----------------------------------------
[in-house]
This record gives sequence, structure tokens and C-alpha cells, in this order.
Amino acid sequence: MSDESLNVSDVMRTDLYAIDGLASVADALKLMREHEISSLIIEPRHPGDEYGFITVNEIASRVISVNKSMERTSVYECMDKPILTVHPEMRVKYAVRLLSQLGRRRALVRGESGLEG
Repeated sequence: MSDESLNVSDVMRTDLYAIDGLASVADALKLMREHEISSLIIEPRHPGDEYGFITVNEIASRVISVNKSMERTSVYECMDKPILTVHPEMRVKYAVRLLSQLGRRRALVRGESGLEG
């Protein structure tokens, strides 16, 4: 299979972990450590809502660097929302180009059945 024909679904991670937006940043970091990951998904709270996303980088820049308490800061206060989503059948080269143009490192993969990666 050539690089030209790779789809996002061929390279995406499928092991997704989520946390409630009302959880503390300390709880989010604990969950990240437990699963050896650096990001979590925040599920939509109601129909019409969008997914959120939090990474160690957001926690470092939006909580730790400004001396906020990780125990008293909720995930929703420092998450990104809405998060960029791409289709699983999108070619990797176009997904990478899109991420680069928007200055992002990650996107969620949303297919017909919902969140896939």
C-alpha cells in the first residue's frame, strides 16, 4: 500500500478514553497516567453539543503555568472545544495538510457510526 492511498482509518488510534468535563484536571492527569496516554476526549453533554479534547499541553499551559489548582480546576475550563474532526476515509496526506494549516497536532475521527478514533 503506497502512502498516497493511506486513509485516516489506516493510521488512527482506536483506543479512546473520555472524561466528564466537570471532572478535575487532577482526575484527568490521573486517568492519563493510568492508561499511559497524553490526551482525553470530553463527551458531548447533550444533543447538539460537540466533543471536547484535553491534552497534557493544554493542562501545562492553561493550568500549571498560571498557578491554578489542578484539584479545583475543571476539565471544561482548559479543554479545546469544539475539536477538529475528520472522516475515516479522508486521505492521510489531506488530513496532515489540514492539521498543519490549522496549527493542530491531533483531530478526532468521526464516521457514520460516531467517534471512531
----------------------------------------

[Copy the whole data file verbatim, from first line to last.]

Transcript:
[in-house]
This record gives sequence, structure tokens and C-alpha cells, in this order.
Amino acid sequence: MSDESLNVSDVMRTDLYAIDGLASVADALKLMREHEISSLIIEPRHPGDEYGFITVNEIASRVISVNKSMERTSVYECMDKPILTVHPEMRVKYAVRLLSQLGRRRALVRGESGLEG
Repeated sequence: MSDESLNVSDVMRTDLYAIDGLASVADALKLMREHEISSLIIEPRHPGDEYGFITVNEIASRVISVNKSMERTSVYECMDKPILTVHPEMRVKYAVRLLSQLGRRRALVRGESGLEG
């Protein structure tokens, strides 16, 4: 299979972990450590809502660097929302180009059945 024909679904991670937006940043970091990951998904709270996303980088820049308490800061206060989503059948080269143009490192993969990666 050539690089030209790779789809996002061929390279995406499928092991997704989520946390409630009302959880503390300390709880989010604990969950990240437990699963050896650096990001979590925040599920939509109601129909019409969008997914959120939090990474160690957001926690470092939006909580730790400004001396906020990780125990008293909720995930929703420092998450990104809405998060960029791409289709699983999108070619990797176009997904990478899109991420680069928007200055992002990650996107969620949303297919017909919902969140896939």
C-alpha cells in the first residue's frame, strides 16, 4: 500500500478514553497516567453539543503555568472545544495538510457510526 492511498482509518488510534468535563484536571492527569496516554476526549453533554479534547499541553499551559489548582480546576475550563474532526476515509496526506494549516497536532475521527478514533 503506497502512502498516497493511506486513509485516516489506516493510521488512527482506536483506543479512546473520555472524561466528564466537570471532572478535575487532577482526575484527568490521573486517568492519563493510568492508561499511559497524553490526551482525553470530553463527551458531548447533550444533543447538539460537540466533543471536547484535553491534552497534557493544554493542562501545562492553561493550568500549571498560571498557578491554578489542578484539584479545583475543571476539565471544561482548559479543554479545546469544539475539536477538529475528520472522516475515516479522508486521505492521510489531506488530513496532515489540514492539521498543519490549522496549527493542530491531533483531530478526532468521526464516521457514520460516531467517534471512531